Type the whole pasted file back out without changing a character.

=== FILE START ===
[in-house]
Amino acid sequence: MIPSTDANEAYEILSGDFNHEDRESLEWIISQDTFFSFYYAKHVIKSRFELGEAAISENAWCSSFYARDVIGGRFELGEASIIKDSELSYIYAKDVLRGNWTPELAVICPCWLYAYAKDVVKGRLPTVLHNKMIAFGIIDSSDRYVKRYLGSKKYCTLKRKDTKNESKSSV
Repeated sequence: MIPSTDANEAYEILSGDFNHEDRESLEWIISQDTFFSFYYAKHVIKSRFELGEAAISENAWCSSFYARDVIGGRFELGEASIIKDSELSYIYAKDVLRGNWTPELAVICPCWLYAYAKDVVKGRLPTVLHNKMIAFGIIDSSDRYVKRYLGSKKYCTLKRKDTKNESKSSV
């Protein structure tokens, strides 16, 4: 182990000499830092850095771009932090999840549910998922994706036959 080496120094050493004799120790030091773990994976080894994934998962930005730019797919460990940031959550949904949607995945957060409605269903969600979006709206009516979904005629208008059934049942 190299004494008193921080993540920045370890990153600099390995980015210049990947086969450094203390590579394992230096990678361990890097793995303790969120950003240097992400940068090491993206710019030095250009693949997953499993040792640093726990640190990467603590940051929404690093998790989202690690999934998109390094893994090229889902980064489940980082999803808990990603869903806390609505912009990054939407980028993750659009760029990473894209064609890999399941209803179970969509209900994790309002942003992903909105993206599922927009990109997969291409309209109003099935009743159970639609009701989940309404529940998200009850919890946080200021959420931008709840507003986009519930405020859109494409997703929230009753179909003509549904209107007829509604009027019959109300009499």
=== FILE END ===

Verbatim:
[in-house]
Amino acid sequence: MIPSTDANEAYEILSGDFNHEDRESLEWIISQDTFFSFYYAKHVIKSRFELGEAAISENAWCSSFYARDVIGGRFELGEASIIKDSELSYIYAKDVLRGNWTPELAVICPCWLYAYAKDVVKGRLPTVLHNKMIAFGIIDSSDRYVKRYLGSKKYCTLKRKDTKNESKSSV
Repeated sequence: MIPSTDANEAYEILSGDFNHEDRESLEWIISQDTFFSFYYAKHVIKSRFELGEAAISENAWCSSFYARDVIGGRFELGEASIIKDSELSYIYAKDVLRGNWTPELAVICPCWLYAYAKDVVKGRLPTVLHNKMIAFGIIDSSDRYVKRYLGSKKYCTLKRKDTKNESKSSV
């Protein structure tokens, strides 16, 4: 182990000499830092850095771009932090999840549910998922994706036959 080496120094050493004799120790030091773990994976080894994934998962930005730019797919460990940031959550949904949607995945957060409605269903969600979006709206009516979904005629208008059934049942 190299004494008193921080993540920045370890990153600099390995980015210049990947086969450094203390590579394992230096990678361990890097793995303790969120950003240097992400940068090491993206710019030095250009693949997953499993040792640093726990640190990467603590940051929404690093998790989202690690999934998109390094893994090229889902980064489940980082999803808990990603869903806390609505912009990054939407980028993750659009760029990473894209064609890999399941209803179970969509209900994790309002942003992903909105993206599922927009990109997969291409309209109003099935009743159970639609009701989940309404529940998200009850919890946080200021959420931008709840507003986009519930405020859109494409997703929230009753179909003509549904209107007829509604009027019959109300009499």